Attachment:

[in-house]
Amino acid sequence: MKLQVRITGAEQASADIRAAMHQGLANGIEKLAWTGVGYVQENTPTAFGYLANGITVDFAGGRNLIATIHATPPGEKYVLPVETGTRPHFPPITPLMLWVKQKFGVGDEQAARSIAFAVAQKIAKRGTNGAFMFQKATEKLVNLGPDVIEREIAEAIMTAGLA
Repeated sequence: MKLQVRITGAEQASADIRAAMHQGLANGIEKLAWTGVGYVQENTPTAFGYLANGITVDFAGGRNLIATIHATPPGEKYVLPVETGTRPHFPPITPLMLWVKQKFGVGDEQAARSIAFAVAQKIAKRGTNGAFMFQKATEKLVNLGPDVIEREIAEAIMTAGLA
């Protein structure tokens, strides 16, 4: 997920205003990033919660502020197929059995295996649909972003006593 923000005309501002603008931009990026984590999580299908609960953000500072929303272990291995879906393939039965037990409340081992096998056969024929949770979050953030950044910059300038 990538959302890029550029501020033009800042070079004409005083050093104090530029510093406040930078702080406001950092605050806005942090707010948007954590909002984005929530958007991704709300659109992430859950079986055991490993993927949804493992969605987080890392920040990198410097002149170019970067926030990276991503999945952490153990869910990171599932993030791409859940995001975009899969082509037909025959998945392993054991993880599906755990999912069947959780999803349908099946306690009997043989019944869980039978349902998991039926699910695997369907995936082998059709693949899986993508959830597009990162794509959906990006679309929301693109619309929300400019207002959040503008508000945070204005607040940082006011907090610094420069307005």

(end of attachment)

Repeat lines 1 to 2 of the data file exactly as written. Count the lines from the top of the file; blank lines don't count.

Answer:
[in-house]
Amino acid sequence: MKLQVRITGAEQASADIRAAMHQGLANGIEKLAWTGVGYVQENTPTAFGYLANGITVDFAGGRNLIATIHATPPGEKYVLPVETGTRPHFPPITPLMLWVKQKFGVGDEQAARSIAFAVAQKIAKRGTNGAFMFQKATEKLVNLGPDVIEREIAEAIMTAGLA